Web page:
Sensitivity of Battery Electric Vehicle Economics to Drive Patterns, Vehicle Range, and Charge Strategies

Jeremy Neubauer, Aaron Brooker, Eric Wood

Research output: Contribution to journalArticlepeer-review

112 Scopus Citations

Abstract

Battery electric vehicles (BEVs) offer the potential to reduce both oil imports and greenhouse gas emissions, but high upfront costs discourage many potential purchasers. Making an economic comparison with conventional alternatives is complicated in part by strong sensitivity to drive patterns, vehicle range, and charge strategies that affect vehicle utilization and battery wear. Identifying justifiable battery replacement schedules and sufficiently accounting for the limited range of a BEV add further complexity to the issue. The National Renewable Energy Laboratory developed the Battery Ownership Model to address these and related questions. The Battery Ownership Model is applied here to examine the sensitivity of BEV economics to drive patterns, vehicle range, and charge strategies when a high-fidelity battery degradation model, financially justified battery replacement schedules, and two different means of accounting for a BEV's unachievable vehicle miles traveled (VMT) are employed. We find that the value of unachievable VMT with a BEV has a strong impact on the cost-optimal range, charge strategy, and battery replacement schedule; that the overall cost competitiveness of a BEV is highly sensitive to vehicle-specific drive patterns; and that common cross-sectional drive patterns do not provide consistent representation of the relative cost of a BEV.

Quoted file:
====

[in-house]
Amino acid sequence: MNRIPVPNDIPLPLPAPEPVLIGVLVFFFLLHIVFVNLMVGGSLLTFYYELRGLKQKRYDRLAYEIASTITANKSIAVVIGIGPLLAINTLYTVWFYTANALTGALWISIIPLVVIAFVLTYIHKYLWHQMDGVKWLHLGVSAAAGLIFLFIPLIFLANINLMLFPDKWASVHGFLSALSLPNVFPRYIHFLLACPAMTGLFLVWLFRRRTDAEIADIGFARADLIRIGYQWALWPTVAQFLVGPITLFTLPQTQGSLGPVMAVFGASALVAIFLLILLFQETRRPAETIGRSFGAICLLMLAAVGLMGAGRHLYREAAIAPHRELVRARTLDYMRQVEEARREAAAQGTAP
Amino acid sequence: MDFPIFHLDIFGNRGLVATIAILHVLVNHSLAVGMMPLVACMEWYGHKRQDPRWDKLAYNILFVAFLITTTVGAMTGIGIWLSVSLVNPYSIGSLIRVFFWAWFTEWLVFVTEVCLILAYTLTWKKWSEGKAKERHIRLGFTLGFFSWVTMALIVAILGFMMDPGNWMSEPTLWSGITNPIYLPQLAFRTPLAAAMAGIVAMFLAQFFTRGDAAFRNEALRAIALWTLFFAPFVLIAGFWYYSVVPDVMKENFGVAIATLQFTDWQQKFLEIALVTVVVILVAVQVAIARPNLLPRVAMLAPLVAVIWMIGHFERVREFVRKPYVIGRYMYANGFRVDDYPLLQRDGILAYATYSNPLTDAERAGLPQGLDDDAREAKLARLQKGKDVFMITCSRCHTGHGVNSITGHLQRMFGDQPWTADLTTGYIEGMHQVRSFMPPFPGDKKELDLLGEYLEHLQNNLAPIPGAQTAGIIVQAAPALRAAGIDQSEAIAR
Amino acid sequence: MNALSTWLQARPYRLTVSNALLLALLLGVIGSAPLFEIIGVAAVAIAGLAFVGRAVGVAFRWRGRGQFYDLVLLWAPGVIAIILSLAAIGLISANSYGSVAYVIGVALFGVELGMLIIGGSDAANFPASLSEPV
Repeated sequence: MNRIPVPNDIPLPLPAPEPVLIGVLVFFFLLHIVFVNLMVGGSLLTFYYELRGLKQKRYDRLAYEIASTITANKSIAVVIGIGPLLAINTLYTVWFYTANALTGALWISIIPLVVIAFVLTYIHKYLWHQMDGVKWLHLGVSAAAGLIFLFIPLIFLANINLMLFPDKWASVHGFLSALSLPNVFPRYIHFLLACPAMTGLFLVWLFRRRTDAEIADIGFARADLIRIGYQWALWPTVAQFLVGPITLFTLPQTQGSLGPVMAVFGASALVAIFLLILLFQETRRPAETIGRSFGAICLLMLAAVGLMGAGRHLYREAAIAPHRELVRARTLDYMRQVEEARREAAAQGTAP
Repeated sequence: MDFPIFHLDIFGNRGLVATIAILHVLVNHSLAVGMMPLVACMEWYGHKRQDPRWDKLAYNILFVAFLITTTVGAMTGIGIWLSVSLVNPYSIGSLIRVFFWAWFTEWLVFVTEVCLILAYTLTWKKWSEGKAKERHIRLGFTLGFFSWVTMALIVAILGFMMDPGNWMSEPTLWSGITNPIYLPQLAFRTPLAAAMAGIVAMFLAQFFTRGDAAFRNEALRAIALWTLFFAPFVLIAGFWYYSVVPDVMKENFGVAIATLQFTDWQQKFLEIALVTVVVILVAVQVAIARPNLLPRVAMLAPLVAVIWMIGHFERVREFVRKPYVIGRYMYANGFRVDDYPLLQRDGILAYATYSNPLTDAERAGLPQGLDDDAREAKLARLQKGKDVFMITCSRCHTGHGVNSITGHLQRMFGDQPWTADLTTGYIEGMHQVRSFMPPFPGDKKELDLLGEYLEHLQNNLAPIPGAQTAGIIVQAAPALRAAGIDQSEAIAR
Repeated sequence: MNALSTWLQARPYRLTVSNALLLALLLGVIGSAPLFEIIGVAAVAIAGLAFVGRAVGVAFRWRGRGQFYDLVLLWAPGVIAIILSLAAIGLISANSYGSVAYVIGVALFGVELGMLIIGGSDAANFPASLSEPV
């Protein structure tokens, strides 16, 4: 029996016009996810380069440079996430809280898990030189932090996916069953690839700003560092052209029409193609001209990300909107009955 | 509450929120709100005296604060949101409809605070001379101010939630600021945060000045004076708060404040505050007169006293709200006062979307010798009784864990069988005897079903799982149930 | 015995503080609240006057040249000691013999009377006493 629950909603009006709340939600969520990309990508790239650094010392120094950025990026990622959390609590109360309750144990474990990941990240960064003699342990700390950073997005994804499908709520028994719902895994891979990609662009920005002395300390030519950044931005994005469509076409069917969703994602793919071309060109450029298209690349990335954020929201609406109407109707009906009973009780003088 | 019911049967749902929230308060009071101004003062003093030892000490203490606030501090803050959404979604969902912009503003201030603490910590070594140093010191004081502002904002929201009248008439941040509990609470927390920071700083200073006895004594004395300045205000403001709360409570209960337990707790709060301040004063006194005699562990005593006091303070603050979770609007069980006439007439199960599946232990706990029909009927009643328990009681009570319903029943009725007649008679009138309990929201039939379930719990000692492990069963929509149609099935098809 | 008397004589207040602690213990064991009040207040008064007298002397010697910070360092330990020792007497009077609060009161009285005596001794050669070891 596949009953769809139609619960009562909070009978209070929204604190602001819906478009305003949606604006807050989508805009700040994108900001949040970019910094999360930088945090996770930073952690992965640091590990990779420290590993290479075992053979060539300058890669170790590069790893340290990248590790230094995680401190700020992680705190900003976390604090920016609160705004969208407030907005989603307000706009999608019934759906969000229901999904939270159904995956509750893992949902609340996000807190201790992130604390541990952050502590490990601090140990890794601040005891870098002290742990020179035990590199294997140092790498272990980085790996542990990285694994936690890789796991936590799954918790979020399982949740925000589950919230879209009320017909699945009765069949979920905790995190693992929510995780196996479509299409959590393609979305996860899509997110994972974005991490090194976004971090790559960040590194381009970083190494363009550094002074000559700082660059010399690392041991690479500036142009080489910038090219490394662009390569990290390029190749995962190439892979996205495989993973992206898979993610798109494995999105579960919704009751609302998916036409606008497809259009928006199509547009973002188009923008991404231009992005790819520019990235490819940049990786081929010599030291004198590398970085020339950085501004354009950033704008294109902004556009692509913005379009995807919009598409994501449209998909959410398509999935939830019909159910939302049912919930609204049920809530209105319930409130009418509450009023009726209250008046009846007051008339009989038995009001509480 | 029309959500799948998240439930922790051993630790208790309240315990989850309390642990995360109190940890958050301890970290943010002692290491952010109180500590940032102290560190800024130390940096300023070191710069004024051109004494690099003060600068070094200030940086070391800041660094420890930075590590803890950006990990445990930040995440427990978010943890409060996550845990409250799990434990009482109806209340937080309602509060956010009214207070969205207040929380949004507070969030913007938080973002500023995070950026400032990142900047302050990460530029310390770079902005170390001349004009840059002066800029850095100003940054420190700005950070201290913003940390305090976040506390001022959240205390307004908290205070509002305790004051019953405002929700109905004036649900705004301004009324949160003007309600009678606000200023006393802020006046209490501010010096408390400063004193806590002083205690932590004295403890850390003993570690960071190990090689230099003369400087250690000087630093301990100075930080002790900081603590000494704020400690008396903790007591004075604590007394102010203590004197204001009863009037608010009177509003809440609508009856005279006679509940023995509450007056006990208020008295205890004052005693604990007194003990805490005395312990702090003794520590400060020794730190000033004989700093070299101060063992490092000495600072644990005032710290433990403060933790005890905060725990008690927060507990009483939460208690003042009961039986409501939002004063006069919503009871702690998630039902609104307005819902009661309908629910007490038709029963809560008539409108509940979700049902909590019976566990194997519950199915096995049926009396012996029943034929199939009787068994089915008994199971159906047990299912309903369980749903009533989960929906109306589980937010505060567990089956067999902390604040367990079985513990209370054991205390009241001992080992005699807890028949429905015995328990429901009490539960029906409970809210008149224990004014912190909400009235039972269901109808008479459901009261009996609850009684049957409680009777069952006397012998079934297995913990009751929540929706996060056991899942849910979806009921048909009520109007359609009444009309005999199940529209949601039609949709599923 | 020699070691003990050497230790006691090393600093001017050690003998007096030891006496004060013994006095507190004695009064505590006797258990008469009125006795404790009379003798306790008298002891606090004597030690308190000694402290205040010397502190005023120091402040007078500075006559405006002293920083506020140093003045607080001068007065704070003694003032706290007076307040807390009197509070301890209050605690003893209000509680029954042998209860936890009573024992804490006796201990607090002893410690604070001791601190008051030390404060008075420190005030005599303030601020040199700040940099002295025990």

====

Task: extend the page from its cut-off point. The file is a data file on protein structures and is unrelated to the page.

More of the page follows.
Original languageAmerican English
Pages (from-to)269-277
Number of pages9
JournalJournal of Power Sources
Volume209
DOIs
StatePublished - 1 Jul 2012

NREL Publication Number

  • NREL/JA-5400-52964

Keywords

  • Battery Ownership Model
  • Charge strategies
  • Drive pattern
  • Electric vehicles
  • Range
  • Total cost of ownership

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